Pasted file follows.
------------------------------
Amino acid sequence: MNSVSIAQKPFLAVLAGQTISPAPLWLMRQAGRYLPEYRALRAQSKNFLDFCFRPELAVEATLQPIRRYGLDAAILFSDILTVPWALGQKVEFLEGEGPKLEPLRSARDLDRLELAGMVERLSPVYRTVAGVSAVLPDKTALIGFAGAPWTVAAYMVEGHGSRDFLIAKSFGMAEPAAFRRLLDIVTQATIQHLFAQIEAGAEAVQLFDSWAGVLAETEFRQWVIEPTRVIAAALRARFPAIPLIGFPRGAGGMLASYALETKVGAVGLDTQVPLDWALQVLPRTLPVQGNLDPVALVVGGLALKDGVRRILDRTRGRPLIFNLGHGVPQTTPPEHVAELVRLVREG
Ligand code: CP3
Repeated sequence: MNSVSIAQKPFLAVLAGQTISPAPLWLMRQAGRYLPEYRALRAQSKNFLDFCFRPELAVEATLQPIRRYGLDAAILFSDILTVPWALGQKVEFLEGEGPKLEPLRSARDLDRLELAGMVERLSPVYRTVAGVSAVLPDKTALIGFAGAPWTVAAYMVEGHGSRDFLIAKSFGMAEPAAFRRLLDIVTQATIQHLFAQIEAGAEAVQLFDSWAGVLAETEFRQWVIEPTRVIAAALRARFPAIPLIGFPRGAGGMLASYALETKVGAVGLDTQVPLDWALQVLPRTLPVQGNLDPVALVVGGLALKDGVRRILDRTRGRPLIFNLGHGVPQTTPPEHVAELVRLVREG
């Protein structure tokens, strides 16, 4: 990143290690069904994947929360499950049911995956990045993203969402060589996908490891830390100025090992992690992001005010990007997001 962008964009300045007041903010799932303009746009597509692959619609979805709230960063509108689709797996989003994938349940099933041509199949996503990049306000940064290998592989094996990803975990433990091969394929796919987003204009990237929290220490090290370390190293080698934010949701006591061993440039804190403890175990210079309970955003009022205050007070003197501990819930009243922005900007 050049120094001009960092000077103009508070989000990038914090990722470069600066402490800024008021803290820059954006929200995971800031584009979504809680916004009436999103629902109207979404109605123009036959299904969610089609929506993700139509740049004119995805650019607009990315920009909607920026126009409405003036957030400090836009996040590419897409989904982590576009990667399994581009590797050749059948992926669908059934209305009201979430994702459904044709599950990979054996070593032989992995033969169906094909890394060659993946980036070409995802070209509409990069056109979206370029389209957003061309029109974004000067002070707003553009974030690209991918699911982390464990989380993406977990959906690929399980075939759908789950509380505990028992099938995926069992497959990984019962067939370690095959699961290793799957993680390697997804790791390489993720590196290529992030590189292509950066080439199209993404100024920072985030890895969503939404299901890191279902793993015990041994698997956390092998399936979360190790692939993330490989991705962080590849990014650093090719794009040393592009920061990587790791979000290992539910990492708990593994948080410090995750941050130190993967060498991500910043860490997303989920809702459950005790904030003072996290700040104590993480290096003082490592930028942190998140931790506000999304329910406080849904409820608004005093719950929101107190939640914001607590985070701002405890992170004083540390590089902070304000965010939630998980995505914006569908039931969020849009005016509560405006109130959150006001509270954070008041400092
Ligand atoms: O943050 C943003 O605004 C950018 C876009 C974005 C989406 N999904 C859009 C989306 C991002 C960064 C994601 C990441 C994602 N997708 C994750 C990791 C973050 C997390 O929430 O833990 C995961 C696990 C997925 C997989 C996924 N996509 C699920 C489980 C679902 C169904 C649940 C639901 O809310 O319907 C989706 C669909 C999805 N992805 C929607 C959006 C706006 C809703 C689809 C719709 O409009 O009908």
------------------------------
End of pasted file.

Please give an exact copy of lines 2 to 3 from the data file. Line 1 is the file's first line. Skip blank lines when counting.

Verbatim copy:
Ligand code: CP3
Repeated sequence: MNSVSIAQKPFLAVLAGQTISPAPLWLMRQAGRYLPEYRALRAQSKNFLDFCFRPELAVEATLQPIRRYGLDAAILFSDILTVPWALGQKVEFLEGEGPKLEPLRSARDLDRLELAGMVERLSPVYRTVAGVSAVLPDKTALIGFAGAPWTVAAYMVEGHGSRDFLIAKSFGMAEPAAFRRLLDIVTQATIQHLFAQIEAGAEAVQLFDSWAGVLAETEFRQWVIEPTRVIAAALRARFPAIPLIGFPRGAGGMLASYALETKVGAVGLDTQVPLDWALQVLPRTLPVQGNLDPVALVVGGLALKDGVRRILDRTRGRPLIFNLGHGVPQTTPPEHVAELVRLVREG